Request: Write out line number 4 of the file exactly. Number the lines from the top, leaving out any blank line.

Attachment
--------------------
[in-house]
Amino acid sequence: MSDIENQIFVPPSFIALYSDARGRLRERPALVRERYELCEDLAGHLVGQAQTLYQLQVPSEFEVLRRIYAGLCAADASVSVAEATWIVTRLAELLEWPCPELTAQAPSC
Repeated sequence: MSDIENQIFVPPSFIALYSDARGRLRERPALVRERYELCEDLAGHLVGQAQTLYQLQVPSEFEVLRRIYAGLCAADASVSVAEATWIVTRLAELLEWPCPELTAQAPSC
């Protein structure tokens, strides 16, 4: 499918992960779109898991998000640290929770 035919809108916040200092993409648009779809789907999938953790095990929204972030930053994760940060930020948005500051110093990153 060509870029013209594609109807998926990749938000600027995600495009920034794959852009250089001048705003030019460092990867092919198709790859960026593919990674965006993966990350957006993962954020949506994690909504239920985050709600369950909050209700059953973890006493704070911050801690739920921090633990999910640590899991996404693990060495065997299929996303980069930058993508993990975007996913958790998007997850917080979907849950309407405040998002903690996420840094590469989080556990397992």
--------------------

């Protein structure tokens, strides 16, 4: 499918992960779109898991998000640290929770 035919809108916040200092993409648009779809789907999938953790095990929204972030930053994760940060930020948005500051110093990153 060509870029013209594609109807998926990749938000600027995600495009920034794959852009250089001048705003030019460092990867092919198709790859960026593919990674965006993966990350957006993962954020949506994690909504239920985050709600369950909050209700059953973890006493704070911050801690739920921090633990999910640590899991996404693990060495065997299929996303980069930058993508993990975007996913958790998007997850917080979907849950309407405040998002903690996420840094590469989080556990397992």